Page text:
The Dining Car

Jane and I had been looking for the causes of the episodes since they first began. MRI / CAT scan showed nothing. Her heart was healthy, and although she’s a little high on the sugar scale, she isn’t diabetic. So I started with her intake of food.

You have to understand, Jane loves chocolate – but she’s severely allergic to chocolate – as in call the ambulance and maybe they’d get to her in time. Acute respiratory failure – so I’m sensitive to helping her stem the cravings for it when they hit. Peanuts were my go-to for those times when she really had to have chocolate. Peanut butter calmed the cravings, fresh roasted peanuts were an easy- healthy snack, and a PayDay  caramel bar was a treat for her.

When we began looking at triggers – and remembering that CORN would give my dad near Alzheimer symptoms, I dropped off the peanuts from her diet.  It was a marked improvement. we were elated that the every 15 minute episodes had stopped. Even if we were having sporadic episodes, we finally felt that we had a handle on what was causing the splits.

As of date, I have a numbing list of things and places Jane can’t eat. Here’s the list:

Peanuts – Peanut Butter / Flour / Nuts / Oil (and that means no Chik Fila)

Sunflower – Nut and Oil

Safflower Oil

Flaxseed – Nut/ Flour/Oil

Soybean – Oil (so far this is the only item we have tested. Sadly, the only way to check something is to give her increasing portions of it until it causes a reaction.) Mayonnaise / Most Salad Dressings / All Chips, Crackers, Cookies / Most (99%) Prepared Foods

Tree Nuts – Walnuts (Black & English), Pecans, Almonds, Pistachios, Hazel Nuts

Food Establishments – All, except Captain D’s (they use Beef Fat) As for full service restaurants, it requires me to make a trip to the kitchen and physically read the ingredients of their “Vegetable Oil” in order to be certain.

Currently, we’re cooking with less oil. But when it’s needed we use Canola Oil, Cultured Butter or Lard.

The Observation Deck

So, what exactly is happening to her? We’re not sure and my endless hours on the internet talking to professionals, or meetings with her primary physician are even less concrete. What we do know is that when a episode hits –  her blood pressure crashes and she gets mind-numbing headaches… this triggers the episode.

Sinus pressure can cause an episode, so can anything connected to ears, eyes, or nose.

Some Vitamin supplements have adverse effects; Vitamin D causes her to forget how to form words or speak.

Over exertion can cause minute episodes until she can get rested.

Miles and miles of track…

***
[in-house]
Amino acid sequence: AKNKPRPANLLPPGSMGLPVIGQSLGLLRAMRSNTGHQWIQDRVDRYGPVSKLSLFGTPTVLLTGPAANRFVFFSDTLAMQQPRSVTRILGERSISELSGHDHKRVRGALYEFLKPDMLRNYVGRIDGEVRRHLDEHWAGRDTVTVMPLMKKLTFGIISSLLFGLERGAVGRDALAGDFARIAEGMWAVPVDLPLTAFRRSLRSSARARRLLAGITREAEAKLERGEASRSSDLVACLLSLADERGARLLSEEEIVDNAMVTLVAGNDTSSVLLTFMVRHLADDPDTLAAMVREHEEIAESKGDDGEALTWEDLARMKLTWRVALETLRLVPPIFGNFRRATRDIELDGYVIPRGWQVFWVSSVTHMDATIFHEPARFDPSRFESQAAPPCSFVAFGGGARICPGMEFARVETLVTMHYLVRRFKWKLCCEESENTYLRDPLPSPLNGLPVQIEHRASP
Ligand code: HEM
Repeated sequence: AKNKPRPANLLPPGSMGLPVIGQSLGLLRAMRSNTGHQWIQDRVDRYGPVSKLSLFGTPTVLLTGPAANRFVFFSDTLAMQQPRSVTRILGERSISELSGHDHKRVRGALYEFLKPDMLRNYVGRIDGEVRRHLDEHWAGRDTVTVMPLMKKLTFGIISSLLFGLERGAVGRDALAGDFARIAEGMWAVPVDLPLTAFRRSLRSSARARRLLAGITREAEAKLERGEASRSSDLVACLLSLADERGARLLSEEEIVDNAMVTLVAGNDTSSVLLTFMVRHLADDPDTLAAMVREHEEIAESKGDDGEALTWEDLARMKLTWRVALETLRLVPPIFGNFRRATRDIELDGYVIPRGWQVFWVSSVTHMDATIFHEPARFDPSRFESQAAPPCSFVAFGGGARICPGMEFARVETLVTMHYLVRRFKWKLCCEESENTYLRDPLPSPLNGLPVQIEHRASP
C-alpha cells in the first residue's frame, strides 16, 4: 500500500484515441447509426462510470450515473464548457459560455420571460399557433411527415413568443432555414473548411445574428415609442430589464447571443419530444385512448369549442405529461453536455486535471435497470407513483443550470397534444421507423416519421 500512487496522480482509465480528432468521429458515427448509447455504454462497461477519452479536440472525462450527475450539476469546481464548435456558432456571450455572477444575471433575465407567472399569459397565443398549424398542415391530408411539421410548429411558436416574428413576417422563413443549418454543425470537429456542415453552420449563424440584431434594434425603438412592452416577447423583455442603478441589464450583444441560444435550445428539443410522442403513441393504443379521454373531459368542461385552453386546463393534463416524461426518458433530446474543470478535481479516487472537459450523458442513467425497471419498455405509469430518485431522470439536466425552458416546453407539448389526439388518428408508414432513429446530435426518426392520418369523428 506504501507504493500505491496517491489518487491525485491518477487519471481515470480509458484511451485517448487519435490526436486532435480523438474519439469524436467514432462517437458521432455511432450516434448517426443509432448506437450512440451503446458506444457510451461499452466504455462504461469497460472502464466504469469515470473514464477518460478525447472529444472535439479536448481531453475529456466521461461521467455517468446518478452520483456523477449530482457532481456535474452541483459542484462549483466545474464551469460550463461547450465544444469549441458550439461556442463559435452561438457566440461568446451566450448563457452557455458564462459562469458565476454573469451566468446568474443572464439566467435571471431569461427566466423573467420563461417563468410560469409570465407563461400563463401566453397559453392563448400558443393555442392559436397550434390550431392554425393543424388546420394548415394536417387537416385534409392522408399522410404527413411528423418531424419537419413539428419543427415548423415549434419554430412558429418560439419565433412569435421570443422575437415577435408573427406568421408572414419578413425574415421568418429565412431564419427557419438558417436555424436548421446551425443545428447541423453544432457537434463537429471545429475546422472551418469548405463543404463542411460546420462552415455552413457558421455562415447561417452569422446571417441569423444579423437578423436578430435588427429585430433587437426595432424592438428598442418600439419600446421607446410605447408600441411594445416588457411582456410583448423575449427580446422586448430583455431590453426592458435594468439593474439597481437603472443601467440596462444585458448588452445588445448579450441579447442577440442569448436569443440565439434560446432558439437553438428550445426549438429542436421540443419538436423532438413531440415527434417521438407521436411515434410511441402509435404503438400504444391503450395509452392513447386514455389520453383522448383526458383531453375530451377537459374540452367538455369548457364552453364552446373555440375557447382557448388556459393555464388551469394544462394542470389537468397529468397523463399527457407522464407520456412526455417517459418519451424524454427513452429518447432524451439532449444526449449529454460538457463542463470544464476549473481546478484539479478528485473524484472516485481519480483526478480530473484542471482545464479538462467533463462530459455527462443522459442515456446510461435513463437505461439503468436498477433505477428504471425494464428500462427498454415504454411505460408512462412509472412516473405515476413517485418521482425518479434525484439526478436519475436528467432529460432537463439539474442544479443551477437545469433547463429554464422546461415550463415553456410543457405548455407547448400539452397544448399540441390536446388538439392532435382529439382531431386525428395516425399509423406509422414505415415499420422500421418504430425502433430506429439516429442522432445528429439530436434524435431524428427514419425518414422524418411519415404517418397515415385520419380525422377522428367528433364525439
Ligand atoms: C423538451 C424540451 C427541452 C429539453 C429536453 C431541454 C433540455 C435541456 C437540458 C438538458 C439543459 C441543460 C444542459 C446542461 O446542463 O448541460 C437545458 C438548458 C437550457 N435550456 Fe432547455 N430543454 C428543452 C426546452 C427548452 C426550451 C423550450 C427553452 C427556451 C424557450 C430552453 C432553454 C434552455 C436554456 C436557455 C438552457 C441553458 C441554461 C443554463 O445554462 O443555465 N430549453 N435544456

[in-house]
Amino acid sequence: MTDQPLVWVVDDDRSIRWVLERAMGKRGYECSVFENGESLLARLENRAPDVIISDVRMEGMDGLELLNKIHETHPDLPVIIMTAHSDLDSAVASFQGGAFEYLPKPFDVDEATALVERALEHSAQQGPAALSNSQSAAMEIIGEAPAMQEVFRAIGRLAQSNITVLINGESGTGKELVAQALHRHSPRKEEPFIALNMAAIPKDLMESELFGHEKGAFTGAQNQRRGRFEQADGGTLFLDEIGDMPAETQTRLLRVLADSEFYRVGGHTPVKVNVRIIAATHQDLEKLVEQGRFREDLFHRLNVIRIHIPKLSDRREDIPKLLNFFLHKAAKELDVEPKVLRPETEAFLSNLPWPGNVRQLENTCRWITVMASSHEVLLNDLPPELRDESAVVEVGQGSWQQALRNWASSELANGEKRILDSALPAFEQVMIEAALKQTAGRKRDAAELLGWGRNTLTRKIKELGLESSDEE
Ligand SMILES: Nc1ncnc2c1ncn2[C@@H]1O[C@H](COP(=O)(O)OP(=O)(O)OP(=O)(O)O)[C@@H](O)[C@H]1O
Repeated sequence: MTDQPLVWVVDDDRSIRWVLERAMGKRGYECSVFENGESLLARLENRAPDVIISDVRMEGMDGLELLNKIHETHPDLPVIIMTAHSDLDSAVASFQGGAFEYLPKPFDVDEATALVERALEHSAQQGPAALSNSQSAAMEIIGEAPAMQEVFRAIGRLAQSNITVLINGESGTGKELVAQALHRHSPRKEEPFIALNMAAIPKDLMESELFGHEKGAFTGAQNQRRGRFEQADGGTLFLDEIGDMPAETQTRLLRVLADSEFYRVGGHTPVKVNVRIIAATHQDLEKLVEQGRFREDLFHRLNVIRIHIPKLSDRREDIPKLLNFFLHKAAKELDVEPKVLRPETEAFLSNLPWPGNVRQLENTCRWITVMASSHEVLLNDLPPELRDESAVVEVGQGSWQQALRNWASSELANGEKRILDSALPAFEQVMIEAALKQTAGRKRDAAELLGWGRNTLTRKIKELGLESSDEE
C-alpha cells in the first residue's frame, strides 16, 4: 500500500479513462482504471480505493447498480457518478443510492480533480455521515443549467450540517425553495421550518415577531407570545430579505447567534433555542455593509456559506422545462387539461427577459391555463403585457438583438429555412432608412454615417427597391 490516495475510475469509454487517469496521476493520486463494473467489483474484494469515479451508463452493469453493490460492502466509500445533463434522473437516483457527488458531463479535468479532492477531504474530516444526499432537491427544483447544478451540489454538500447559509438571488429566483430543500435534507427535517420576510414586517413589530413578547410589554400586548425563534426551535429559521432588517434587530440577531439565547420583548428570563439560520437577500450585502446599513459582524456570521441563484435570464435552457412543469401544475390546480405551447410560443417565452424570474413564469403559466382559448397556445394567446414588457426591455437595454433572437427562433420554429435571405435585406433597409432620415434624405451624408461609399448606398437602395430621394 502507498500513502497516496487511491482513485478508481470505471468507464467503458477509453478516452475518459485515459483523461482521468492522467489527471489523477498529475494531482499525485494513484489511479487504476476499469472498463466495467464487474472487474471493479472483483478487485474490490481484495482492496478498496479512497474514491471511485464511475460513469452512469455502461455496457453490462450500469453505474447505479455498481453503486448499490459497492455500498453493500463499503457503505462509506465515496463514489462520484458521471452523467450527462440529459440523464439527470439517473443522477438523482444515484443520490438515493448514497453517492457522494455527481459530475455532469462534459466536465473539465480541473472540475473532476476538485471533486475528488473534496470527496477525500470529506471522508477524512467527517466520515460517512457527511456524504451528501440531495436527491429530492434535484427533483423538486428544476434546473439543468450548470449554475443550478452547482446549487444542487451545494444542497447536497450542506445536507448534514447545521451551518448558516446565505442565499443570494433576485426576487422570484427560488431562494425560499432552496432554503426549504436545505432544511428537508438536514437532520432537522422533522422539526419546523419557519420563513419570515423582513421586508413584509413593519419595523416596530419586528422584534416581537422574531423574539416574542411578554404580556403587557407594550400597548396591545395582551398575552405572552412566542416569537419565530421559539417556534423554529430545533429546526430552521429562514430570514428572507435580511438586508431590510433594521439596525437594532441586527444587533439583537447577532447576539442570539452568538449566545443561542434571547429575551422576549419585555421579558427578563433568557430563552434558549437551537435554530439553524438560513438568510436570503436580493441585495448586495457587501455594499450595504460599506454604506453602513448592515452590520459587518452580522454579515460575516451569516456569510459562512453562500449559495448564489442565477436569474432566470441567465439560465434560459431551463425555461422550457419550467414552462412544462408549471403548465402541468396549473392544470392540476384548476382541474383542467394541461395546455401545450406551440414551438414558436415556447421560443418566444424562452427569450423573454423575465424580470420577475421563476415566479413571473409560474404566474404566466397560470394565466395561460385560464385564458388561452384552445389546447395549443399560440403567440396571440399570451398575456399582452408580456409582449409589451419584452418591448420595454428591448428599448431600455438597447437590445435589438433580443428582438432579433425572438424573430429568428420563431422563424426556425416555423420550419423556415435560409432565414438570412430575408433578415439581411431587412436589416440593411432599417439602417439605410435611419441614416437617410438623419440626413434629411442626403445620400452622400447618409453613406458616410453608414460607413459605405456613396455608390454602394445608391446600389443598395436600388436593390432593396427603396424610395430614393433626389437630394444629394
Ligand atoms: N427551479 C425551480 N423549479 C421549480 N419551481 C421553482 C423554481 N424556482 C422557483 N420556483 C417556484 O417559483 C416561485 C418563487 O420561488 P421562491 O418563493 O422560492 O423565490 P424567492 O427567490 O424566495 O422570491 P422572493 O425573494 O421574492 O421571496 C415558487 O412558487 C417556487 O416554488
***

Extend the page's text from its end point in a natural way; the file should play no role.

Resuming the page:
So… is she 100%? No, we’re still on that train, but we’re getting better at recognizing the symptoms. We’re better at managing the episodes and we’ve both have accepted that we’ll always find some new trigger to add to the list. But the good days are getting more frequent. And it’s days, like today  when there are no episodes, that we can breathe a little easier and the train ride doesn’t seem so bad at all.

I find myself looking out the window and hoping to see that sign

“Leaving Crazytown, Rest Stop Next Junction”

8 thoughts on “The Long, Slow Train to Crazytown

  1. What a ride, Toby and a challenging one at that. Your sharing here has highlighted the difficulties and frustrations faced by a care giver. You are doing a great job though and it is my hope that you and Jane can finally get off that train even for a little while. As always, I enjoy what you write.

  2. Make certain you have someplace to unload your own stress, or you’ll be buying your own ticket to an unwanted destination, as well. I’m glad to know things are improving. With my Mom, there was never any improvement, just faster or slower decline. At least Jane has you, and gets to live in her own house.

  3. Hey, Toby — I’d heard some of this story but didn’t realize how pervasive the episodes were. You are as fine a human being as I’d always suspected. Good luck to you and Jane with this miserable mystery.

  4. Toby, You are one of the most creative writers! I hope you’re working on a book so we can read more of your creativeness. As for Jane, she is extremely lucky to have you conducting her train ride! Blessings to you both for a healthy Christmas and New Year. Kimberly

  5. Wow. It’s always hard to find words to say – so much is cliche. What a hard road you’re walking, and how lucky Jane is to have you with her…and that you have each other. Blessing, best of luck. I’m sure there’s a rest stop ahead somewhere.

  6. Wow. It’s so hard to know where to turn and what is and isn’t safe to eat as it is, and then add all the allergens to the mix. You are doing a great thing, helping Jane as you do. I hope the answers start to become more clear and life eases for you both.